ADDRESSING ETHICAL ISSUES IN TRIRATNA
For many years, ethical issues from Triratna’s past have affected the individuals who were involved and the Triratna Buddhist Order and Community as a whole, and a number of people have come forward with accounts of the suffering they experienced within Triratna. Some of these issues involved the sexual behaviour of Sangharakshita, Triratna’s founder.
The task of the Adhisthana Kula was to address these issues honestly. We investigated what had happened, inviting people to share their experiences, especially those who were directly affected; and we worked with others to create fresh structures that could address past difficulties and help prevent future problems.
As the Adhisthana Kula concludes its work in 2020, this site shares its findings and reports on progress. For all our efforts, we wish to acknowledge the wounds that have not yet healed, the stories that have not yet been told and the pain that has not yet been recognised. This is a report on unfinished business, and we suggest how this work can be taken forward in the future.
A covering letter from the Kula, introducing and summarising the report. The report is divided into six main sections and also includes a suggestion for next steps, and a list of documents and resources relevant to the issues addressed here. You can navigate the sections by following the links below or via the main menu; or, download the report as a PDF.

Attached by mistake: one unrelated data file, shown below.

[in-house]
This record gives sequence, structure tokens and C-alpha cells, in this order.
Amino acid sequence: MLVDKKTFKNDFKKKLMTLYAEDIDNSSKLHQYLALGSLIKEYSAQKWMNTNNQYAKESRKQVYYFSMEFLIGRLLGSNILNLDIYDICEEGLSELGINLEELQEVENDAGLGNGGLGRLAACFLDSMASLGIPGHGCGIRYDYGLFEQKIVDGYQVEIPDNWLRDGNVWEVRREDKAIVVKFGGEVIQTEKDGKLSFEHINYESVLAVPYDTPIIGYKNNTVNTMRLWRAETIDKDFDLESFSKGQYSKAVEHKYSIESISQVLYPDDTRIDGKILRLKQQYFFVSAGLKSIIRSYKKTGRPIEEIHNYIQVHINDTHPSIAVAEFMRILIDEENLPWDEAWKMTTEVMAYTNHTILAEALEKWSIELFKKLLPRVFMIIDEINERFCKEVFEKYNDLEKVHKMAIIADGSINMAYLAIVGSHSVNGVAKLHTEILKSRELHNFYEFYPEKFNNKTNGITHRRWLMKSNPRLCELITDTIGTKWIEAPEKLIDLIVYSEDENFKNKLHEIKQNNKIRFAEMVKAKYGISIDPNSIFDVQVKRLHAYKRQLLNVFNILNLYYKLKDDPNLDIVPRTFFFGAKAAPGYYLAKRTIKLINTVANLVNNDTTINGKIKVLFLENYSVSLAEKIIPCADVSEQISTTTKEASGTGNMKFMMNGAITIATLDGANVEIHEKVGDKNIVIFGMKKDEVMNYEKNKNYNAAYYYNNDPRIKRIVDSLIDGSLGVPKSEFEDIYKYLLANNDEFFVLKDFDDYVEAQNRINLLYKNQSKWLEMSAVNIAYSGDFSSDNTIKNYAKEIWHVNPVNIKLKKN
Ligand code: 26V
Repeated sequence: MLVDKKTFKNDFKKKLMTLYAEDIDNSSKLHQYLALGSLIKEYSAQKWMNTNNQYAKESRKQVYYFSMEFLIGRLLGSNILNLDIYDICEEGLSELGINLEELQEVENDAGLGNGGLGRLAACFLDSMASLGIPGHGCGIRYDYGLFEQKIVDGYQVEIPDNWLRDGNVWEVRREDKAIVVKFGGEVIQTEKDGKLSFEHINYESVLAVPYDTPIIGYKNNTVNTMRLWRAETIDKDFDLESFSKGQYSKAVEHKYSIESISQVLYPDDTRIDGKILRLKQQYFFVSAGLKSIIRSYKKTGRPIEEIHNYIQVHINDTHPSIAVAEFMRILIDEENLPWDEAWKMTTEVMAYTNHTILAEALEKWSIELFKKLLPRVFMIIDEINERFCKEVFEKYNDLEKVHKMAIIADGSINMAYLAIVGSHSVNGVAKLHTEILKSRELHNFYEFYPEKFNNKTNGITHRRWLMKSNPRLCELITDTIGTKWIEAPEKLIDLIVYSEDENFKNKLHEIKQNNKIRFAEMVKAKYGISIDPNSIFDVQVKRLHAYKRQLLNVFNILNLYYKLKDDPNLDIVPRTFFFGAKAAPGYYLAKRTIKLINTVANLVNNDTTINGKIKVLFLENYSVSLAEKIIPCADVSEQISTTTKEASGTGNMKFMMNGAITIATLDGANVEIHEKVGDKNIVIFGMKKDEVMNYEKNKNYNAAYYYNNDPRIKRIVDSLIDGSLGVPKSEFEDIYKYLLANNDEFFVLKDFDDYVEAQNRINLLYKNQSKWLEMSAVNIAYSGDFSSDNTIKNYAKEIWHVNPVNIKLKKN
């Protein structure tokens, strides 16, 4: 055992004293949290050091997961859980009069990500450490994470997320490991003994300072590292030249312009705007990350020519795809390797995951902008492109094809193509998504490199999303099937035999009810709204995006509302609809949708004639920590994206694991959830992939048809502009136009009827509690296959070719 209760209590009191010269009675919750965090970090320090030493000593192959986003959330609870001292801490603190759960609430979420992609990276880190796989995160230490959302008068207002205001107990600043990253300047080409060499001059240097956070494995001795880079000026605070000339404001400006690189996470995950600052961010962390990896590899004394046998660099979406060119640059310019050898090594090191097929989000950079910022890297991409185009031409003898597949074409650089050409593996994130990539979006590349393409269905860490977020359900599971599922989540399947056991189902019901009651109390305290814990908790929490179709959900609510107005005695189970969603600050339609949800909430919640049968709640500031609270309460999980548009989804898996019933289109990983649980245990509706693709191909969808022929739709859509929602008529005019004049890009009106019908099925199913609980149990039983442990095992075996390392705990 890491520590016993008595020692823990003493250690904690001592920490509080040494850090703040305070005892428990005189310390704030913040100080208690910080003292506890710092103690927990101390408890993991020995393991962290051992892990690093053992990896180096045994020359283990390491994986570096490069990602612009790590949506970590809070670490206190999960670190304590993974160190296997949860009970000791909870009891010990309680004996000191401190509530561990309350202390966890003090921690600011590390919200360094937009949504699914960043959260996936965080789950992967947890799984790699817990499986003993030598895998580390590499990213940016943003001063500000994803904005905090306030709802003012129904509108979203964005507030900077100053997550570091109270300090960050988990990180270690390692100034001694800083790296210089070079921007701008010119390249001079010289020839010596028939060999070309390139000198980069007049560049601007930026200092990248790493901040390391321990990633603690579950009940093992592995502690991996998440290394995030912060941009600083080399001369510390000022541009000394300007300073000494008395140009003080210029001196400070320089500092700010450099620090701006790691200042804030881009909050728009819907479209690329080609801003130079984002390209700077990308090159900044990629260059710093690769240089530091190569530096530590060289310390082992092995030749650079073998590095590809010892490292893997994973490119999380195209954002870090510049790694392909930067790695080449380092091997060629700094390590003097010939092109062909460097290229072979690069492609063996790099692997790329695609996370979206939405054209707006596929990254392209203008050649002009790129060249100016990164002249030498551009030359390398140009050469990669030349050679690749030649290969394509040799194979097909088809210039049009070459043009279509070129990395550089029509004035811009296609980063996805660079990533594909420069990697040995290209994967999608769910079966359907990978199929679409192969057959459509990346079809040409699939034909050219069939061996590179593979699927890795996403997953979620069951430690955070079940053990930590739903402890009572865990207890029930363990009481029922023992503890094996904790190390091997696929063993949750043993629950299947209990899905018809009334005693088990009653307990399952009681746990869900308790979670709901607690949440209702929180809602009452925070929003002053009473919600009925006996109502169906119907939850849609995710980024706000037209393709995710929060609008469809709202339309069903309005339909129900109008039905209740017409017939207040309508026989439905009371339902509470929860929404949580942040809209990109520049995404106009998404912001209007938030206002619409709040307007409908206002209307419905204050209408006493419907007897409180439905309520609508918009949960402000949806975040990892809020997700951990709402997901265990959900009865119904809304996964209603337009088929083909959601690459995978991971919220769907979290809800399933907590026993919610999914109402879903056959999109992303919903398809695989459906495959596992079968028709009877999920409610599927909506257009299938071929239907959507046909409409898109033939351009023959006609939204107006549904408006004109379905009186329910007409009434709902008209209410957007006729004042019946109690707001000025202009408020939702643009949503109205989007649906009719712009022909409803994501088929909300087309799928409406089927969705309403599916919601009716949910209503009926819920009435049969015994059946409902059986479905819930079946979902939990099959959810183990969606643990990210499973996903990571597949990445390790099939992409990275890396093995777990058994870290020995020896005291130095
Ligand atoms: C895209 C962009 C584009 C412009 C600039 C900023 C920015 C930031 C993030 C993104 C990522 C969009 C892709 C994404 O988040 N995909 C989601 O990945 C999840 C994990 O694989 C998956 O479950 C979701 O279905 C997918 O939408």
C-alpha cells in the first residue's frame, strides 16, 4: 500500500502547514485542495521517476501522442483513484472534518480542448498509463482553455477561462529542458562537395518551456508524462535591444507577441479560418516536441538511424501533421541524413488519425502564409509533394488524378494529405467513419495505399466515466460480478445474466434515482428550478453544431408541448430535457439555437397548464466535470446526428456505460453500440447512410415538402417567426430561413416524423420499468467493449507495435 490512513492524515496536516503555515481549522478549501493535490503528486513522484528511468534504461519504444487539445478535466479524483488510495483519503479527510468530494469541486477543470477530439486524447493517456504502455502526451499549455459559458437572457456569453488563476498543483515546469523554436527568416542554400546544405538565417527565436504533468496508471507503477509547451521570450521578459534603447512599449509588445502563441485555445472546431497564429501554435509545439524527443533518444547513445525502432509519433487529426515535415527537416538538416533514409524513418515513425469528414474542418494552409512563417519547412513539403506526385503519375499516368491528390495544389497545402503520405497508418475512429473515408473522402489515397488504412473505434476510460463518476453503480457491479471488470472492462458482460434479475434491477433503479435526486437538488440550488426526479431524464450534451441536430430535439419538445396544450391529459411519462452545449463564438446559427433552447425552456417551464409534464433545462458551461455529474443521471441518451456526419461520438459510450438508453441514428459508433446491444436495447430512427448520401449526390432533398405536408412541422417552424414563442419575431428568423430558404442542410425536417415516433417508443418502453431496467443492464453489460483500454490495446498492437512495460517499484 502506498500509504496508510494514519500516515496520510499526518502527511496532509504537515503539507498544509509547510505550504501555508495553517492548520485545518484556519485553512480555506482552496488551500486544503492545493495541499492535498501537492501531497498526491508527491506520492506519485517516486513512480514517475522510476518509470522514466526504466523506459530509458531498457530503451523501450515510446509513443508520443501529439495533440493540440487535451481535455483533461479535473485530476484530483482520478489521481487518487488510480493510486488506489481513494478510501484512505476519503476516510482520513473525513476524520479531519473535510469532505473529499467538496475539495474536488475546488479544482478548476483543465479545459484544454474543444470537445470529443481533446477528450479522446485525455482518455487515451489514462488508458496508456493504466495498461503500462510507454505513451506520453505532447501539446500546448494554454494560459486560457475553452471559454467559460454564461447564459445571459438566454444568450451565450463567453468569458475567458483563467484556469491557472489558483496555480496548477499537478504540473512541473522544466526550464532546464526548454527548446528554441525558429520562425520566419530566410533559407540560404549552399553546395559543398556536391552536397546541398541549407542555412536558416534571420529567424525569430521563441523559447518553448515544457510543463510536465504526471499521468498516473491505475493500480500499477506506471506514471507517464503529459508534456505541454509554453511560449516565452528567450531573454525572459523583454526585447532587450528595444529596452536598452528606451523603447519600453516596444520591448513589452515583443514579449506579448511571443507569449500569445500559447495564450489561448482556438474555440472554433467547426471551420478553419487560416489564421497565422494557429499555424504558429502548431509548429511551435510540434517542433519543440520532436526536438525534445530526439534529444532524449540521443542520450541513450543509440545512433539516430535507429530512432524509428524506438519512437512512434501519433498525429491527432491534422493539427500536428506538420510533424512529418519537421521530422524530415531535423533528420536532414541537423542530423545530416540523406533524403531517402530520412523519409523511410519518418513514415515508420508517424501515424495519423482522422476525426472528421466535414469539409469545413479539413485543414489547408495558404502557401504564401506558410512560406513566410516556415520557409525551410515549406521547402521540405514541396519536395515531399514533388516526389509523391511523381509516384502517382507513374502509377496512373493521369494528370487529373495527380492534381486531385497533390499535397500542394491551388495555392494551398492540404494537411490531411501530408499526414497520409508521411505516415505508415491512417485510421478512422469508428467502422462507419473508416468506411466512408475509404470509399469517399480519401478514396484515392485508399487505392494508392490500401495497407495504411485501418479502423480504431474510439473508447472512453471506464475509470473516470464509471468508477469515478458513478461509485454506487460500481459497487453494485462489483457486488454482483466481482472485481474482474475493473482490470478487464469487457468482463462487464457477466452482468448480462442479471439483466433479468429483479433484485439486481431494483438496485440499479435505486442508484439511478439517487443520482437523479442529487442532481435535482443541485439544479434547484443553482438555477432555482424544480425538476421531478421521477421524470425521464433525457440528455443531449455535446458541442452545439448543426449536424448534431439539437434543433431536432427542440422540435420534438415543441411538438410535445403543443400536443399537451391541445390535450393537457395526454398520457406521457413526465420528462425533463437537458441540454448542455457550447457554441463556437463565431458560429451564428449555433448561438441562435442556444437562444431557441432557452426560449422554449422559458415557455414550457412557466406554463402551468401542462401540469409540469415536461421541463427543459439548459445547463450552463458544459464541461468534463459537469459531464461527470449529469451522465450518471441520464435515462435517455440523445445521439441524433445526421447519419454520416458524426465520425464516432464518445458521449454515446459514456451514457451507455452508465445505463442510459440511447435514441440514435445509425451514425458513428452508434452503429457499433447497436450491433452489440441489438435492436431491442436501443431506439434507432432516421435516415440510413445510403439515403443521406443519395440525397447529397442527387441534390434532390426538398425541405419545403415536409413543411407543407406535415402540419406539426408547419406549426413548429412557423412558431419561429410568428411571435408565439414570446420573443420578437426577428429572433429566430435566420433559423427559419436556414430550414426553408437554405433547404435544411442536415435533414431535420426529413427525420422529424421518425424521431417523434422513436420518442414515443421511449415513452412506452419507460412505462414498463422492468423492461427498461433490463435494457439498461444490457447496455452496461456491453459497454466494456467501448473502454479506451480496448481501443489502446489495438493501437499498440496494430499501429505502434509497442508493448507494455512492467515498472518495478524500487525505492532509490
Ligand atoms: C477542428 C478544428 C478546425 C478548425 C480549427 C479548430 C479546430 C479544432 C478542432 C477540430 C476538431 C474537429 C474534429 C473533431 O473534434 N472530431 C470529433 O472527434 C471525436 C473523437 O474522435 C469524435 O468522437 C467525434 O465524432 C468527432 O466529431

Wanting to express deeply-felt sadness and regret at suffering that has resulted from involvement in Triratna and recognising the need for a clear statement representing Triratna’s current position, the Adhisthana Kula issued a Message of Apology and Regret.
Reviewing criticisms of Sangharakshita’s behaviour.
Reviewing past ideas and attitudes in Triratna, concerning sex, gender and lifestyle, that have left a legacy of pain and distrust.
In light of its criticisms of Sangharakshita’s sexual behaviour, the Adhisthana Kula reviewed his continuing role within Triratna.
Ensuring that Triratna’s culture and practices protect everyone: including ethical guidelines for teachers at Triratna centres and people conducting ordinations; and safeguarding policies for Triratna centres and retreat centres and procedures for addressing ethical misconduct in the Order.
A new system of Restorative Processes to address difficulties and conflicts within Triratna, both those stemming from the past and others arising in the present.
Suggestions for how this work can be carried forward.
A listing of what has been said about these topics. Valuing transparency and welcoming all voices, it includes both supportive and critical comments.